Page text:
Repurposing Victory Gardens

During World Wars I and II, families on the home fronts in many countries were encouraged to plant victory gardens. Home food production was recognized as fundamental to national security, and victory gardens became a source of national pride and patriotism. Food grown at home provided critical relief from the death, famine, and destruction created by the wars. You see, in the end, it is food security, the foundation of economic security, that brings war to an end.
The end of World War II brought about a surplus of the nitrogenous chemicals which had been manufactured for weaponry. It was known that plants treated with ammonium nitrate grew more quickly, and widespread post-war famine needed to be addressed. There was, however, a problem. Plants treated with ammonium nitrate experienced toxicosis. Rapid growth produced leggy plants with elongated stems that could not support flower heads. Wheat plants toppled over in the field, ruining the grain.
In stepped innovation, backed with private and public funds alike, to support plant breeding efforts that improved wheat tolerance to ammonium nitrate. Groups like the Rockerfeller Foundation supported efforts of researchers like Dr. Norman Borlaug, the plant geneticist whose shuttle breeding program combined with “psychological factors” and political strategies ignited more industrialized agriculture in the US, and a movement dubbed the Green Revolution in Mexico, Pakistan, and India. The Green Revolution seemed an absolute miracle to many, and no doubt, the relief it provided was beneficial to some. But the top down approach which leveraged government price supports and incentives blinded many growers and regulators to the reality that fertilizers only worked well on soils that had already been depleted, or that the increased yields came with decreased resistance to pests and disease.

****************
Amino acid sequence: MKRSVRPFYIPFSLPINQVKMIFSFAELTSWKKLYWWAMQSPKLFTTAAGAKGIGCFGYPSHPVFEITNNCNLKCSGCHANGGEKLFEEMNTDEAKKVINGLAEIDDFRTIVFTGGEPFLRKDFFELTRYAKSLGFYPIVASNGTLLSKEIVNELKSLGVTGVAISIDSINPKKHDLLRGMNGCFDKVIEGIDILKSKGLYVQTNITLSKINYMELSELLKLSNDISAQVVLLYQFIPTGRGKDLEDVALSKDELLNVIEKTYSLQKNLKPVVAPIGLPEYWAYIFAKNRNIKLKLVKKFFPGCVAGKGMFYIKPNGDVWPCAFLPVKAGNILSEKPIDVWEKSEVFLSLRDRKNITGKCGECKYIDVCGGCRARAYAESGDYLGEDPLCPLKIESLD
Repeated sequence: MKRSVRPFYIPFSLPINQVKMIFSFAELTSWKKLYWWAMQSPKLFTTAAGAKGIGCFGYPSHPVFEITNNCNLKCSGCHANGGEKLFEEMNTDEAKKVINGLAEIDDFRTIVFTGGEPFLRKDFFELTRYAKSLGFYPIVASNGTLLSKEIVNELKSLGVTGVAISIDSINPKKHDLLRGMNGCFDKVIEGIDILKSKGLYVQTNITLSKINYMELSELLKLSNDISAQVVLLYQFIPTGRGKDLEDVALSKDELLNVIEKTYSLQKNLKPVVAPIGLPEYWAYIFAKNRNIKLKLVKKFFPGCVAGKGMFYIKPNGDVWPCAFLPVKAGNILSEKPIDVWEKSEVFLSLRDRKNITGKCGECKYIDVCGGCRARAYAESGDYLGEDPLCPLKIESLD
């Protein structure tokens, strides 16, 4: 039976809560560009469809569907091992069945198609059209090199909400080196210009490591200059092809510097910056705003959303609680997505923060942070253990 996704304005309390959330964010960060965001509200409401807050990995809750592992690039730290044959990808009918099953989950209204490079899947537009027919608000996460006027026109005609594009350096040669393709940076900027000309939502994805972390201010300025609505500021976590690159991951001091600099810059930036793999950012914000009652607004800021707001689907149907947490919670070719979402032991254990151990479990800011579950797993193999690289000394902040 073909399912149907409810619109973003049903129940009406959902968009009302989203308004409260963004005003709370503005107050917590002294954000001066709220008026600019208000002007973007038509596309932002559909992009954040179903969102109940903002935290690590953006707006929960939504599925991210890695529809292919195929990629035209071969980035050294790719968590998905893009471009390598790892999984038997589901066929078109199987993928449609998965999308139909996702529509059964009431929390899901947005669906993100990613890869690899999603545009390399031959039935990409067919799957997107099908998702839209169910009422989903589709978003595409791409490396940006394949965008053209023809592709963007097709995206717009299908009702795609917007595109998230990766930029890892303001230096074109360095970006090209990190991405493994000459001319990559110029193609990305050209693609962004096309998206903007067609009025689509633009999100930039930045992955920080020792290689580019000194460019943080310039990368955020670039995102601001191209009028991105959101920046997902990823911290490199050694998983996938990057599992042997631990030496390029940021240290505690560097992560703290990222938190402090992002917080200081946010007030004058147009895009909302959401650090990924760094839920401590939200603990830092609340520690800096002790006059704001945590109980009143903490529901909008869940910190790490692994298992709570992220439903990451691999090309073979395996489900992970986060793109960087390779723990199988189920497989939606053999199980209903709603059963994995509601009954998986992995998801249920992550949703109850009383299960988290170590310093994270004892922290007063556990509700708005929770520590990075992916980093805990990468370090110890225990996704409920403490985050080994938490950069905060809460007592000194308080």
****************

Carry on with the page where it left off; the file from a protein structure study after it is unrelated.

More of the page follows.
Today, 80% of the wheat grown worldwide comes from varieties Borlaug developed after World War II. One outcome of his efforts, and of other agricultural transformations initiated since then, is that entire generations have been raised with neither the need, nor the skills to grow food at home. Though most agree that at heart, Borlaug’s interests were humanitarian (He won a Nobel Peace Prize), the Green Revolution was not without critics. Many saw early on that the policies leveraged to make agrochemicals accessible provided disproportionate benefits to large growers and government interests. Over time, these contribued to the decline of local and organic farms while concentrating land among mega-farmers and putting grain reserves in the hands of governments. Increasingly, populations became dependent on ever more regulated and remotely controlled food systems. Many people around the world today have never even tasted fresh, local, organically grown produce. Very few of us know how to grow our food.